Posted 2 years ago | by Ben Armstrong
Venezuela Looks to Bitcoin for Trade Settlement, Reserve Asset
As English-language news media outlet China Money Network reported on January 1, 2020, China has formally implemented a law governing cryptographic password management, which is part of its pre-release plans for its central bank digital currency (CBDC).
China is the first major global power to introduce a digital version of its national currency, sometimes called a CBDC. Unlike cryptos, CBDCs offer nothing in the way of anonymity, nor are they an independent currency. While China's CBDC may use blockchain, it isn't really a crypto.
Cyber Security Makes a CBDC Possible
According to Cointelegraph reported, the Standing Committee of the 13th National People's Congress in China passed the law which will allow the launch of the CBDC on October 26, 2019.
Among other things, the law divides passwords into three distinct categories are passwords, common passwords, and commercial passwords, which aims to facilitate China’s transition to blockchain technology.
China Money Network referenced Japan Economic News for commentary on the subject:
“In order to prevent data from being tampered with, it is necessary to protect each data with a password. The development of blockchain technology cannot be separated from the progress of cryptography technology.”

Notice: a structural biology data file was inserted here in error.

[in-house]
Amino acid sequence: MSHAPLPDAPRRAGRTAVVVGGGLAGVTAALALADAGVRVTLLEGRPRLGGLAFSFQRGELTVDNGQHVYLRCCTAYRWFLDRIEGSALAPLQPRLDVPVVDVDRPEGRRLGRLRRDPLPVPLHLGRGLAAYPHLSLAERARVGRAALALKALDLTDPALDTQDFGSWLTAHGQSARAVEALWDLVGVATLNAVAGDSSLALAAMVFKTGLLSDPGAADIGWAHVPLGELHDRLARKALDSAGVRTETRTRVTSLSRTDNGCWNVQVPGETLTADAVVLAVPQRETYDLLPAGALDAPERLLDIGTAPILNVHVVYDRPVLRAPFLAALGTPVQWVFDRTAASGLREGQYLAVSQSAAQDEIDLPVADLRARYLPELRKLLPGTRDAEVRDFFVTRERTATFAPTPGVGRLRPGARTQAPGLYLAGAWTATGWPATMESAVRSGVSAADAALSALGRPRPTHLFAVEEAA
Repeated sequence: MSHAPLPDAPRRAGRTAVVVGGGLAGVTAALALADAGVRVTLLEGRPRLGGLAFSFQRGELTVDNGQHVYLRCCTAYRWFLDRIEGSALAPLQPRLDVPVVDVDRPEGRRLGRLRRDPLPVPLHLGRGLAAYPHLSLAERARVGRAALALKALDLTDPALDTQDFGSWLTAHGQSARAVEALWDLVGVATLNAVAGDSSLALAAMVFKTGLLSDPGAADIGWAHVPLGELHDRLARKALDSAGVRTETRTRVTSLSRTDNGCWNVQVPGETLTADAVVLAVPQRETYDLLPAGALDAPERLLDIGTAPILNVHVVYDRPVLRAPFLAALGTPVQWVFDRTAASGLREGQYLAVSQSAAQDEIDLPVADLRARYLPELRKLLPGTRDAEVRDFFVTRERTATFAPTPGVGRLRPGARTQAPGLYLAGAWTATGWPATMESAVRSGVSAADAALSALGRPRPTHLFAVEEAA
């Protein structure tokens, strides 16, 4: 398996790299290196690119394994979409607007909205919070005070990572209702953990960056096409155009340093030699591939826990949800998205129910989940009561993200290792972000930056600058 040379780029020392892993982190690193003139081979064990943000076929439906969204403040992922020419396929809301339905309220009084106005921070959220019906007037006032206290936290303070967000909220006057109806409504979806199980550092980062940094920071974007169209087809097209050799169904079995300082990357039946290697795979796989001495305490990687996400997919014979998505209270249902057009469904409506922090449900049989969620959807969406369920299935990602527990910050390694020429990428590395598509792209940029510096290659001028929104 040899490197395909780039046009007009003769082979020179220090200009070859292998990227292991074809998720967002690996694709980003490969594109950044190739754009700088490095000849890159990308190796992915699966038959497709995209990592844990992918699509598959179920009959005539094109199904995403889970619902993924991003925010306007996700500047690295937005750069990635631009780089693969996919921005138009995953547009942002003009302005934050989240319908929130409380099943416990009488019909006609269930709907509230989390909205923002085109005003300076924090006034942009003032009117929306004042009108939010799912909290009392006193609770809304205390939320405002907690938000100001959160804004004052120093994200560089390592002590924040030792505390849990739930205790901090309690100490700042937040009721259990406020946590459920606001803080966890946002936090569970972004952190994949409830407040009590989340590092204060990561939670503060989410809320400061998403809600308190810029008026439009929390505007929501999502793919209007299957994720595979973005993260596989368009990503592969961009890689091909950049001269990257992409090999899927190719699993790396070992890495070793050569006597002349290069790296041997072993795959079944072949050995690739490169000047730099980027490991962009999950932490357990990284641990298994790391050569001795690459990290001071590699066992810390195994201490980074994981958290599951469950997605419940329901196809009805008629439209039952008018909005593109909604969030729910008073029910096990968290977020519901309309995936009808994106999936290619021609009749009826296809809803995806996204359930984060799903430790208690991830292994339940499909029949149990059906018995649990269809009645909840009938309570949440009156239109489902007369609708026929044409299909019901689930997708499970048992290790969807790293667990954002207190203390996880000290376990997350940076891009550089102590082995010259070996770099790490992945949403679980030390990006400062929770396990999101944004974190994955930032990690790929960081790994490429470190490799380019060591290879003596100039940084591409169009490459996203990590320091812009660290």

No Release Date for the Chinese CBDC
The actual release date of the CBDC has not yet been confirmed by China's government. At the end of last year, the People’s Bank of China (PBoC) confirmed a CBDC would begin live testing with selected banks before 2020. If this happens, it will become the first CBDC in a major nation.
Beijing's pivot to blockchain in late 2019 roiled the crypto markets, with many saying that China had a change of heart when it comes to tokens. Chinese state-controlled media stomped this idea out, and pointed out that the strict ban on cryptocurrency trading was still in place, which began in September 2017.
Cryptos don't fit into the Chinese social model, which is focused on an all-powerful central party that has absolute control over the nation. Decentralized digital money empowers people, which is at-odds with Beijing's goals.
China's Project Not in-line With Existing Cryptos
The ultimate goal of China's new CBDC is unknown. It may just be a way to make Chinese digital payments more efficient, and cut humans out of the banking system. Blockchain could make the Chinese banking system more efficient, and allow Beijing a greater degree of control via blockchain's transparency.
If China thinks that its new token will have the same kind of popularity that Bitcoin has found, it is likely to be disappointed. Crypto users probably don't trust the PBoC as a counterparty, as it is the central bank of a totalitarian nation.